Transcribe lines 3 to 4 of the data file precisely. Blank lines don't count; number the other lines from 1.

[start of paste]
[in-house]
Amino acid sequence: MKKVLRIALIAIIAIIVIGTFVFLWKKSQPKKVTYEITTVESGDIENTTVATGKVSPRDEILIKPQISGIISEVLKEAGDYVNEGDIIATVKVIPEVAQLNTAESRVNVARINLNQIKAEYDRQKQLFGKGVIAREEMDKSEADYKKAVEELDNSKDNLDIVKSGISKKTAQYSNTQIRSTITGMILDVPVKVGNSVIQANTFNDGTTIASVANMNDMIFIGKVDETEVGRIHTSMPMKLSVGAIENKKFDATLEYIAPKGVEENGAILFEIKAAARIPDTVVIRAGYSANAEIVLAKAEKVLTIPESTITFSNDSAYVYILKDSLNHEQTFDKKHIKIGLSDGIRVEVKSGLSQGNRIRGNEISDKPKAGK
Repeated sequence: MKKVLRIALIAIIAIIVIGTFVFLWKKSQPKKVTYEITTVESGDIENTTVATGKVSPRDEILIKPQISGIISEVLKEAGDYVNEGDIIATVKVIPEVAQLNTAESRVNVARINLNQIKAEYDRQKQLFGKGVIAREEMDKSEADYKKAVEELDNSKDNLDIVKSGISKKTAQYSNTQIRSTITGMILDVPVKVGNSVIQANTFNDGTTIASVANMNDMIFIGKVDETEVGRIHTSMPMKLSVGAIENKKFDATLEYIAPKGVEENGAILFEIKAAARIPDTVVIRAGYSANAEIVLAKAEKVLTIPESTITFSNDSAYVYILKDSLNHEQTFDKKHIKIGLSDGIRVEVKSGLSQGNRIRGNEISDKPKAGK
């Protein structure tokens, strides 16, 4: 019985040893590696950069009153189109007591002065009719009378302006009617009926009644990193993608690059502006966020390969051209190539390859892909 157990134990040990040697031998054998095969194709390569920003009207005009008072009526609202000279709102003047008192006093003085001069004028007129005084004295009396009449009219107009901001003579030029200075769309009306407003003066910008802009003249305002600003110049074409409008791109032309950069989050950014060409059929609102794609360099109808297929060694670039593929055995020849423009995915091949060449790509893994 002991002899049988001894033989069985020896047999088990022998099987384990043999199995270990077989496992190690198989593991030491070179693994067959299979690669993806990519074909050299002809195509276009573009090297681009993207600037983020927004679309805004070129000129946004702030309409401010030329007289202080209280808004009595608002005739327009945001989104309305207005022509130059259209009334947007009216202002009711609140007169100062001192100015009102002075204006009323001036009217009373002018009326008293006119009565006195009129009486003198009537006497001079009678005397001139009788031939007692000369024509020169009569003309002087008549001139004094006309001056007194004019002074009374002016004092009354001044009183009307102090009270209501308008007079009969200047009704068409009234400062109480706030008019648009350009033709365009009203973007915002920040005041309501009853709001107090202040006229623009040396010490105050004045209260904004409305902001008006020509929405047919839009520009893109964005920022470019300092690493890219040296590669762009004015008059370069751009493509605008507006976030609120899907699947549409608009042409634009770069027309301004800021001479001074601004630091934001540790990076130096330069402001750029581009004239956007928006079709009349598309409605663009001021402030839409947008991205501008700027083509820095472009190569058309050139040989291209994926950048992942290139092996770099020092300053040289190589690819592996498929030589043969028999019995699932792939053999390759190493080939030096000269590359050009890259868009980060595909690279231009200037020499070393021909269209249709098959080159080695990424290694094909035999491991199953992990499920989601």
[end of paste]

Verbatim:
Repeated sequence: MKKVLRIALIAIIAIIVIGTFVFLWKKSQPKKVTYEITTVESGDIENTTVATGKVSPRDEILIKPQISGIISEVLKEAGDYVNEGDIIATVKVIPEVAQLNTAESRVNVARINLNQIKAEYDRQKQLFGKGVIAREEMDKSEADYKKAVEELDNSKDNLDIVKSGISKKTAQYSNTQIRSTITGMILDVPVKVGNSVIQANTFNDGTTIASVANMNDMIFIGKVDETEVGRIHTSMPMKLSVGAIENKKFDATLEYIAPKGVEENGAILFEIKAAARIPDTVVIRAGYSANAEIVLAKAEKVLTIPESTITFSNDSAYVYILKDSLNHEQTFDKKHIKIGLSDGIRVEVKSGLSQGNRIRGNEISDKPKAGK
């Protein structure tokens, strides 16, 4: 019985040893590696950069009153189109007591002065009719009378302006009617009926009644990193993608690059502006966020390969051209190539390859892909 157990134990040990040697031998054998095969194709390569920003009207005009008072009526609202000279709102003047008192006093003085001069004028007129005084004295009396009449009219107009901001003579030029200075769309009306407003003066910008802009003249305002600003110049074409409008791109032309950069989050950014060409059929609102794609360099109808297929060694670039593929055995020849423009995915091949060449790509893994 002991002899049988001894033989069985020896047999088990022998099987384990043999199995270990077989496992190690198989593991030491070179693994067959299979690669993806990519074909050299002809195509276009573009090297681009993207600037983020927004679309805004070129000129946004702030309409401010030329007289202080209280808004009595608002005739327009945001989104309305207005022509130059259209009334947007009216202002009711609140007169100062001192100015009102002075204006009323001036009217009373002018009326008293006119009565006195009129009486003198009537006497001079009678005397001139009788031939007692000369024509020169009569003309002087008549001139004094006309001056007194004019002074009374002016004092009354001044009183009307102090009270209501308008007079009969200047009704068409009234400062109480706030008019648009350009033709365009009203973007915002920040005041309501009853709001107090202040006229623009040396010490105050004045209260904004409305902001008006020509929405047919839009520009893109964005920022470019300092690493890219040296590669762009004015008059370069751009493509605008507006976030609120899907699947549409608009042409634009770069027309301004800021001479001074601004630091934001540790990076130096330069402001750029581009004239956007928006079709009349598309409605663009001021402030839409947008991205501008700027083509820095472009190569058309050139040989291209994926950048992942290139092996770099020092300053040289190589690819592996498929030589043969028999019995699932792939053999390759190493080939030096000269590359050009890259868009980060595909690279231009200037020499070393021909269209249709098959080159080695990424290694094909035999491991199953992990499920989601």